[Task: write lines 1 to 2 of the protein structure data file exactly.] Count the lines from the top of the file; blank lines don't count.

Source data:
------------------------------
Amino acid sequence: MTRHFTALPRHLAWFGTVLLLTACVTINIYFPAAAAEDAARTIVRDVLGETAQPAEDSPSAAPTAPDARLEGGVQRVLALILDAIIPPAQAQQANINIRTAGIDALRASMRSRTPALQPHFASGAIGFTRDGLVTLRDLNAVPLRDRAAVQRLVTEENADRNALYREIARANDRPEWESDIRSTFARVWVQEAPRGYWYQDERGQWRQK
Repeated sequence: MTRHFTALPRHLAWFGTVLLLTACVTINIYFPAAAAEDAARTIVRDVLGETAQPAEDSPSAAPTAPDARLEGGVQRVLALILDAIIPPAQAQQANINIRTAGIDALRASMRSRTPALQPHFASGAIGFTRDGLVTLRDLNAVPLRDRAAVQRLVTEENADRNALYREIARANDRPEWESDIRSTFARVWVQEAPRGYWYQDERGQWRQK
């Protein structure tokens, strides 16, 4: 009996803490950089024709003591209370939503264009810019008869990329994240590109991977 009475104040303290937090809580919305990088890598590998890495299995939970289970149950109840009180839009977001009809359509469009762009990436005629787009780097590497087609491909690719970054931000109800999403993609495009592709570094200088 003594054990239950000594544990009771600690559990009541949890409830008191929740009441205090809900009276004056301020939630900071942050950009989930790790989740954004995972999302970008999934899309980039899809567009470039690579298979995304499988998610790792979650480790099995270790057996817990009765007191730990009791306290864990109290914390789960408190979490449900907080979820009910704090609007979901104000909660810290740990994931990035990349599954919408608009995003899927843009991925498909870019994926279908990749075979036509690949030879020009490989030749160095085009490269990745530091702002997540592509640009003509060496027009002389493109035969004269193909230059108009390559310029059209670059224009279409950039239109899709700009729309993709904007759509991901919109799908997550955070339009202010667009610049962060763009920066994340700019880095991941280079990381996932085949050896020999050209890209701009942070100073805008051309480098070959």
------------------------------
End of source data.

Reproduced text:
Amino acid sequence: MTRHFTALPRHLAWFGTVLLLTACVTINIYFPAAAAEDAARTIVRDVLGETAQPAEDSPSAAPTAPDARLEGGVQRVLALILDAIIPPAQAQQANINIRTAGIDALRASMRSRTPALQPHFASGAIGFTRDGLVTLRDLNAVPLRDRAAVQRLVTEENADRNALYREIARANDRPEWESDIRSTFARVWVQEAPRGYWYQDERGQWRQK
Repeated sequence: MTRHFTALPRHLAWFGTVLLLTACVTINIYFPAAAAEDAARTIVRDVLGETAQPAEDSPSAAPTAPDARLEGGVQRVLALILDAIIPPAQAQQANINIRTAGIDALRASMRSRTPALQPHFASGAIGFTRDGLVTLRDLNAVPLRDRAAVQRLVTEENADRNALYREIARANDRPEWESDIRSTFARVWVQEAPRGYWYQDERGQWRQK